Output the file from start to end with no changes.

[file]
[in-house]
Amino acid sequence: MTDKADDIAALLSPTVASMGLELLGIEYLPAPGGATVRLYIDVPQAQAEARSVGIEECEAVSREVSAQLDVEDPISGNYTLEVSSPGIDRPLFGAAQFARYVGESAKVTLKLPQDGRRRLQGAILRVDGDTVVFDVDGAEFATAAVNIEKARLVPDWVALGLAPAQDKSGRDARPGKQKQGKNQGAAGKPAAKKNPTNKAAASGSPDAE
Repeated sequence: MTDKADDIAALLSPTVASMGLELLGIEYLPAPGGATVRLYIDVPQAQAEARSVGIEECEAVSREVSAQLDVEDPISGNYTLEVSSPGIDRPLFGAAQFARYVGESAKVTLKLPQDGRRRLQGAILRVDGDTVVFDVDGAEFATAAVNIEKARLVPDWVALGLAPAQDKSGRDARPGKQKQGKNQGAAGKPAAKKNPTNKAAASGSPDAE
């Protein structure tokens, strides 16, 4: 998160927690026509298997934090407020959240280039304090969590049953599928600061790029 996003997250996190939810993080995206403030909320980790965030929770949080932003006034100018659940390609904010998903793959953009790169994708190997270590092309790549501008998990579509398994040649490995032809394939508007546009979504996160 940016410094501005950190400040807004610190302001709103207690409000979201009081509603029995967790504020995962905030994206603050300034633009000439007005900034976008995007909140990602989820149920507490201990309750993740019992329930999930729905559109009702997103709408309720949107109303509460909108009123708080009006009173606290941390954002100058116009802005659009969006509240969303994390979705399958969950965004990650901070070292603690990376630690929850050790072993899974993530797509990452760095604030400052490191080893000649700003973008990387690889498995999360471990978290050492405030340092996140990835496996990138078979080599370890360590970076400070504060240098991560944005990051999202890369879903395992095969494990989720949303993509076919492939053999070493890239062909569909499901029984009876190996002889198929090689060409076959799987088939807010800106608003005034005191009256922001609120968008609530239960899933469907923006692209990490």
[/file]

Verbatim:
[in-house]
Amino acid sequence: MTDKADDIAALLSPTVASMGLELLGIEYLPAPGGATVRLYIDVPQAQAEARSVGIEECEAVSREVSAQLDVEDPISGNYTLEVSSPGIDRPLFGAAQFARYVGESAKVTLKLPQDGRRRLQGAILRVDGDTVVFDVDGAEFATAAVNIEKARLVPDWVALGLAPAQDKSGRDARPGKQKQGKNQGAAGKPAAKKNPTNKAAASGSPDAE
Repeated sequence: MTDKADDIAALLSPTVASMGLELLGIEYLPAPGGATVRLYIDVPQAQAEARSVGIEECEAVSREVSAQLDVEDPISGNYTLEVSSPGIDRPLFGAAQFARYVGESAKVTLKLPQDGRRRLQGAILRVDGDTVVFDVDGAEFATAAVNIEKARLVPDWVALGLAPAQDKSGRDARPGKQKQGKNQGAAGKPAAKKNPTNKAAASGSPDAE
């Protein structure tokens, strides 16, 4: 998160927690026509298997934090407020959240280039304090969590049953599928600061790029 996003997250996190939810993080995206403030909320980790965030929770949080932003006034100018659940390609904010998903793959953009790169994708190997270590092309790549501008998990579509398994040649490995032809394939508007546009979504996160 940016410094501005950190400040807004610190302001709103207690409000979201009081509603029995967790504020995962905030994206603050300034633009000439007005900034976008995007909140990602989820149920507490201990309750993740019992329930999930729905559109009702997103709408309720949107109303509460909108009123708080009006009173606290941390954002100058116009802005659009969006509240969303994390979705399958969950965004990650901070070292603690990376630690929850050790072993899974993530797509990452760095604030400052490191080893000649700003973008990387690889498995999360471990978290050492405030340092996140990835496996990138078979080599370890360590970076400070504060240098991560944005990051999202890369879903395992095969494990989720949303993509076919492939053999070493890239062909569909499901029984009876190996002889198929090689060409076959799987088939807010800106608003005034005191009256922001609120968008609530239960899933469907923006692209990490």